A paper on strengths of a truth commissions Essay Example

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Strengths of a Truth commission


A truth commission can be defined as a set of duties designed to reveal the past malfeasance by a public institution such as a government institution in a bid to resolve pending injustices and conflicts from the past. Most of the truth and reconciliation commissions were set up as a form of uncovering events that took place, victims, and how the parties were affected. Victims of war and other forms of conflict in transitional societies are often left alone to deal with the injustices by themselves without any form of justice taking place (Wiebelhaus-Brahm 47). They are often not given a voice with which they can share their experiences. Thus, truth commissions were formed to provide such people with the platform to share their testimonies as well as receive some forms of compensation, healing, and justice. The South African Truth and Reconciliation commission (TRC) was formed by the South African Government to tackle injustices that took place during the apartheid. When human rights abuses that result from conflict take place, it is more important for truth commissions to focus more on victims than perpetrators. The path towards reconciliation requires people to have faith in the government that they will receive assistance in the healing process.

Origin and Importance of a Truth and Reconciliation Commission

Truth commissions were formed as a means to end conflict between two powerful parties or groups. Transitional societies are often too weak to fight against insurgent groups that threaten the safety and human rights of others within the community. Therefore, a truth commission is an attempt to restore harmony by bringing these adversaries together. The commission attempt to address the issues surrounding the conflict in order to reach an understanding. This is also because adversaries often continue to hold much power and influence over the community. In additional, the international community has often pressured the formation of truth commissions in societies tackling past unresolved conflicts.

In societies that have suffered conflict, violence, and human rights abuse, victims are often left to suffer in silence as the governments help to progress other dynamics in the society such as economic development. The victims are often left in despair as the society remains divided along ethnic, cultural, or social lines. The past remains a sore subject in the history of the community especially if the victims have not been provided with a voice to share their experience. Victims will therefore become a left out section of the community as the government fails to address their issues of injustice. Addressing the past crimes will mean that the government is indeed concerned about the welfare of the society. This will also be a significant step towards the healing and reconciliation process between two or more parties that were at odds.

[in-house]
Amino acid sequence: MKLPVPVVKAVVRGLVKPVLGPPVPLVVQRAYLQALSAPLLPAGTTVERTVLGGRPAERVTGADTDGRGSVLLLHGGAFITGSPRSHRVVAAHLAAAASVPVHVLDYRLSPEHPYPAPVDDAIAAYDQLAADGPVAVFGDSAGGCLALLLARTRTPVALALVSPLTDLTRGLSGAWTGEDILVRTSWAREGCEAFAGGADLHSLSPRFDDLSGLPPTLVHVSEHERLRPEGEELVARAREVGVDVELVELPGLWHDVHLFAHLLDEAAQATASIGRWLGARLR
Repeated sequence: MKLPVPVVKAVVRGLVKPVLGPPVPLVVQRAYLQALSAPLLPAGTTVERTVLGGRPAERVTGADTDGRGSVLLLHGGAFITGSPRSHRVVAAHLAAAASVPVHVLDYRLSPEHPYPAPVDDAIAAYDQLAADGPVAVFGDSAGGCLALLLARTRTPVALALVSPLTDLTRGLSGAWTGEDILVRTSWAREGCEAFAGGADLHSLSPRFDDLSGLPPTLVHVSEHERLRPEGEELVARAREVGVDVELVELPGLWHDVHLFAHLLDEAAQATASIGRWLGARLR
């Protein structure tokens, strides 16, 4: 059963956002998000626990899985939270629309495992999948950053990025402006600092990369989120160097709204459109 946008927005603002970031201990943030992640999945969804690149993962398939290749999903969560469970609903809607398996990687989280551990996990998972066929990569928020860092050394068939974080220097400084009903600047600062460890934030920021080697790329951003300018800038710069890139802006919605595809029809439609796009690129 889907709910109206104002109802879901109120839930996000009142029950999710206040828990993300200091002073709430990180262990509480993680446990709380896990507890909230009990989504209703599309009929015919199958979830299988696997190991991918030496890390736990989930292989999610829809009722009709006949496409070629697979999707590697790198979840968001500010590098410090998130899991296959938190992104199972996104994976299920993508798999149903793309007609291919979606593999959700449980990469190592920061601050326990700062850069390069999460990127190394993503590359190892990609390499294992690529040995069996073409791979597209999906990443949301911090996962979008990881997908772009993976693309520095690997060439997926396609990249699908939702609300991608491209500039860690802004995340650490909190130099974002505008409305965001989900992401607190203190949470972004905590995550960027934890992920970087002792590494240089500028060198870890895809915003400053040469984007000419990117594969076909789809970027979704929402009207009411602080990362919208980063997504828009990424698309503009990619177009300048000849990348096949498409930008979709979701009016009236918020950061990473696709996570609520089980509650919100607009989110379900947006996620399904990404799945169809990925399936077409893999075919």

Truth commissions were a significant development of the strive to achieve justice and reconciliation to human rights abuses (Wiebelhaus-Brahm 73). Developed in the 1980s, the truth reconciliation was different from each other depending on the specific issues they were designed to address. In particular, countries transitioning from violence into peace and democracy find it extremely challenging to address issues that led to the conflict. The truth commission is therefore formed to carry out investigations geared towards correcting these wrongs committed. Truth commissions differ from other forms of transitional justice bodies in that they focus more on past events and examine them over a period of time up to which satisfactory results are provided.

Why Truth Commissions Should Focus More on Victims

Truth commissions have often been criticized in their capacity to act as a party accountable to human rights abuses (Bakiner 7). In each society, it is of crucial importance for the government to ensure that the rights of each individual are taken seriously. This is achieved through ensuring that justice is achieved within reasonable means. This also means that perpetrators are able to take responsibility of their actions in order to enforce deterrence in the future. However of greater importance is the effort to provide healing towards the victims in order to enhance social development. Repressive authority bodies have often been a source of conflict that results in people fleeing to other countries that are more stable. Truth commissions help in uncovering the past in order to provide a better future for members of the society.